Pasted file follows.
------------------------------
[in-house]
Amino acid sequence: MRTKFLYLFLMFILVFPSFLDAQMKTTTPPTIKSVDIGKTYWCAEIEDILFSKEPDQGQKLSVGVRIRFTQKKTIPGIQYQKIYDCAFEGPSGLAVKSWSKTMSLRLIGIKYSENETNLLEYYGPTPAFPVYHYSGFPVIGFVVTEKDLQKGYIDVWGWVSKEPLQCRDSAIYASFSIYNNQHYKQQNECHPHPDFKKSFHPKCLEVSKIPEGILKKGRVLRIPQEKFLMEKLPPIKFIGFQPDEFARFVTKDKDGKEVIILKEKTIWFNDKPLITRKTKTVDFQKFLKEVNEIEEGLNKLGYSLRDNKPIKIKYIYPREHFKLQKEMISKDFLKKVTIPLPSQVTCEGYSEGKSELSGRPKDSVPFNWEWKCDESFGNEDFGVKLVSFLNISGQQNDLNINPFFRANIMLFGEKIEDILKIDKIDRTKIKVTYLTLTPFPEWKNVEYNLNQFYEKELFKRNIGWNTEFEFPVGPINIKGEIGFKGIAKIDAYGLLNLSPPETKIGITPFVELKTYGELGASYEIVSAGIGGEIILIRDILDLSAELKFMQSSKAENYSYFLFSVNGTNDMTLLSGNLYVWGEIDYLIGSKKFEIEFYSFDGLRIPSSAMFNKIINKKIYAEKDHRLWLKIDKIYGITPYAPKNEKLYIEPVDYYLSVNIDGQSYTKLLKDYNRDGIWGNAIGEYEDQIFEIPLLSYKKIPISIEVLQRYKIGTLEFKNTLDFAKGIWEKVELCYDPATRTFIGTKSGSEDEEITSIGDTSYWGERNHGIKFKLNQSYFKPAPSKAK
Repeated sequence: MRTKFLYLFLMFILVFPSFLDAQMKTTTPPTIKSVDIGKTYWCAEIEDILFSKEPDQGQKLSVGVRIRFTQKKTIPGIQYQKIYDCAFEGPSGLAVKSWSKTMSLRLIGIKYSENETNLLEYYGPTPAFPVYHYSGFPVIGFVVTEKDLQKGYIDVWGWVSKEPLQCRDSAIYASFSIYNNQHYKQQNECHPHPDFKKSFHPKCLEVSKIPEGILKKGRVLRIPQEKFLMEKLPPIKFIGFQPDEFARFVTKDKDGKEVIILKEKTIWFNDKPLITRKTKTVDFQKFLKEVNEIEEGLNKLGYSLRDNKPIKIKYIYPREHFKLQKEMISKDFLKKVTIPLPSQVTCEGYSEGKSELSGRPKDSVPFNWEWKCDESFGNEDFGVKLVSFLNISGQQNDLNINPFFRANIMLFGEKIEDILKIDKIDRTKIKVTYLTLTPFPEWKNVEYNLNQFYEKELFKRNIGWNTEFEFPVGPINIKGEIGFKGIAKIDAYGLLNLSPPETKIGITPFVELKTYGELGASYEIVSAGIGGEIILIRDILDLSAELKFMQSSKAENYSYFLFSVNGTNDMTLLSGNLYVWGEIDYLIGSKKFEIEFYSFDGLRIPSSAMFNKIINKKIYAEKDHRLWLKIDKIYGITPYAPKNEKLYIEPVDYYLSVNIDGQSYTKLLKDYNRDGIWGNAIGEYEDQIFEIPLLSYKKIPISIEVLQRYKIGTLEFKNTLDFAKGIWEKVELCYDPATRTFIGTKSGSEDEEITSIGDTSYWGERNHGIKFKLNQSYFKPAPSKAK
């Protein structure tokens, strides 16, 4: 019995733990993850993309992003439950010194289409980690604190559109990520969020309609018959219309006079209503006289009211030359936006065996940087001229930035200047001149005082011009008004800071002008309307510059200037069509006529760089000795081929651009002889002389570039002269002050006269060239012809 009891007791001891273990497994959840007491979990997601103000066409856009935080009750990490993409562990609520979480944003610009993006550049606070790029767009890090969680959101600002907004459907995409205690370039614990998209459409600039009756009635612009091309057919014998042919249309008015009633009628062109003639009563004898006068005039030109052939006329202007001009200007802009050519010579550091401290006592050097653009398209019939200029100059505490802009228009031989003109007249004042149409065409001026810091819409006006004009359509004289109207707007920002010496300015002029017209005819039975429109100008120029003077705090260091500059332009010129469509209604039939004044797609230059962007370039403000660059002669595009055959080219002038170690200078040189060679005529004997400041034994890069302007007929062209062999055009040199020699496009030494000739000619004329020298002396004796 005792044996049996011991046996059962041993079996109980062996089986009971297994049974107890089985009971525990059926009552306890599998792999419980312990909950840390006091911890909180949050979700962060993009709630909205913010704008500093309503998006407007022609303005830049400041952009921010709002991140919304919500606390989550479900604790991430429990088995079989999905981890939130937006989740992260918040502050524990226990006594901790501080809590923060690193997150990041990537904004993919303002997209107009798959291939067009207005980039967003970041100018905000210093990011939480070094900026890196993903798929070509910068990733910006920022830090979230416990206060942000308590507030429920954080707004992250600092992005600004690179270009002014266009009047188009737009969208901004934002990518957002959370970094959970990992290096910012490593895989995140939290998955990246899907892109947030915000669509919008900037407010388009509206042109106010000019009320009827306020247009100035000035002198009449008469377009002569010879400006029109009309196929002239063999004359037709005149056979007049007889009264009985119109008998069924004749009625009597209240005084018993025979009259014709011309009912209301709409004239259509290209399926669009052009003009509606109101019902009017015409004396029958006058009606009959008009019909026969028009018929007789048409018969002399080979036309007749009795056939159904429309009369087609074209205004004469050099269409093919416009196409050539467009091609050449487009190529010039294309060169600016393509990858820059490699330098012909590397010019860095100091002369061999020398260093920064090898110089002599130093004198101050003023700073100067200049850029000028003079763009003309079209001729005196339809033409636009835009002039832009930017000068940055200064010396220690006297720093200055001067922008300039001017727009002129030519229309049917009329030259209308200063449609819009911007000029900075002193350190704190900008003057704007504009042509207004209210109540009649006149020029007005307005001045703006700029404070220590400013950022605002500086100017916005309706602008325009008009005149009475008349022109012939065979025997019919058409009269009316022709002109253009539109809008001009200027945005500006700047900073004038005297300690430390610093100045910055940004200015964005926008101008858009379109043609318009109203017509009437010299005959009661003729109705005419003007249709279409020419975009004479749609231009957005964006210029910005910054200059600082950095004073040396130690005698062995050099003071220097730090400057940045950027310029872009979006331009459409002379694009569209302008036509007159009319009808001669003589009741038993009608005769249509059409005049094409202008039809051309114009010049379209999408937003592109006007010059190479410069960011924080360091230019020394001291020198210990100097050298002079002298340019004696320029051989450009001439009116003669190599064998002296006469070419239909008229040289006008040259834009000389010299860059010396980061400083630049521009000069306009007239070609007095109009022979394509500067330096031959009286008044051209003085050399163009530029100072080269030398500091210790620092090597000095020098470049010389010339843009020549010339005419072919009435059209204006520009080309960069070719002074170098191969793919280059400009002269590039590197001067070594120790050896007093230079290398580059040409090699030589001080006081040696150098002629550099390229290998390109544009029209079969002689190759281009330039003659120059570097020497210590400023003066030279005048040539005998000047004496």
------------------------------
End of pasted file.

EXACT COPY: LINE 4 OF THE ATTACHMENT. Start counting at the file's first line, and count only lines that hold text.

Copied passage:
């Protein structure tokens, strides 16, 4: 019995733990993850993309992003439950010194289409980690604190559109990520969020309609018959219309006079209503006289009211030359936006065996940087001229930035200047001149005082011009008004800071002008309307510059200037069509006529760089000795081929651009002889002389570039002269002050006269060239012809 009891007791001891273990497994959840007491979990997601103000066409856009935080009750990490993409562990609520979480944003610009993006550049606070790029767009890090969680959101600002907004459907995409205690370039614990998209459409600039009756009635612009091309057919014998042919249309008015009633009628062109003639009563004898006068005039030109052939006329202007001009200007802009050519010579550091401290006592050097653009398209019939200029100059505490802009228009031989003109007249004042149409065409001026810091819409006006004009359509004289109207707007920002010496300015002029017209005819039975429109100008120029003077705090260091500059332009010129469509209604039939004044797609230059962007370039403000660059002669595009055959080219002038170690200078040189060679005529004997400041034994890069302007007929062209062999055009040199020699496009030494000739000619004329020298002396004796 005792044996049996011991046996059962041993079996109980062996089986009971297994049974107890089985009971525990059926009552306890599998792999419980312990909950840390006091911890909180949050979700962060993009709630909205913010704008500093309503998006407007022609303005830049400041952009921010709002991140919304919500606390989550479900604790991430429990088995079989999905981890939130937006989740992260918040502050524990226990006594901790501080809590923060690193997150990041990537904004993919303002997209107009798959291939067009207005980039967003970041100018905000210093990011939480070094900026890196993903798929070509910068990733910006920022830090979230416990206060942000308590507030429920954080707004992250600092992005600004690179270009002014266009009047188009737009969208901004934002990518957002959370970094959970990992290096910012490593895989995140939290998955990246899907892109947030915000669509919008900037407010388009509206042109106010000019009320009827306020247009100035000035002198009449008469377009002569010879400006029109009309196929002239063999004359037709005149056979007049007889009264009985119109008998069924004749009625009597209240005084018993025979009259014709011309009912209301709409004239259509290209399926669009052009003009509606109101019902009017015409004396029958006058009606009959008009019909026969028009018929007789048409018969002399080979036309007749009795056939159904429309009369087609074209205004004469050099269409093919416009196409050539467009091609050449487009190529010039294309060169600016393509990858820059490699330098012909590397010019860095100091002369061999020398260093920064090898110089002599130093004198101050003023700073100067200049850029000028003079763009003309079209001729005196339809033409636009835009002039832009930017000068940055200064010396220690006297720093200055001067922008300039001017727009002129030519229309049917009329030259209308200063449609819009911007000029900075002193350190704190900008003057704007504009042509207004209210109540009649006149020029007005307005001045703006700029404070220590400013950022605002500086100017916005309706602008325009008009005149009475008349022109012939065979025997019919058409009269009316022709002109253009539109809008001009200027945005500006700047900073004038005297300690430390610093100045910055940004200015964005926008101008858009379109043609318009109203017509009437010299005959009661003729109705005419003007249709279409020419975009004479749609231009957005964006210029910005910054200059600082950095004073040396130690005698062995050099003071220097730090400057940045950027310029872009979006331009459409002379694009569209302008036509007159009319009808001669003589009741038993009608005769249509059409005049094409202008039809051309114009010049379209999408937003592109006007010059190479410069960011924080360091230019020394001291020198210990100097050298002079002298340019004696320029051989450009001439009116003669190599064998002296006469070419239909008229040289006008040259834009000389010299860059010396980061400083630049521009000069306009007239070609007095109009022979394509500067330096031959009286008044051209003085050399163009530029100072080269030398500091210790620092090597000095020098470049010389010339843009020549010339005419072919009435059209204006520009080309960069070719002074170098191969793919280059400009002269590039590197001067070594120790050896007093230079290398580059040409090699030589001080006081040696150098002629550099390229290998390109544009029209079969002689190759281009330039003659120059570097020497210590400023003066030279005048040539005998000047004496």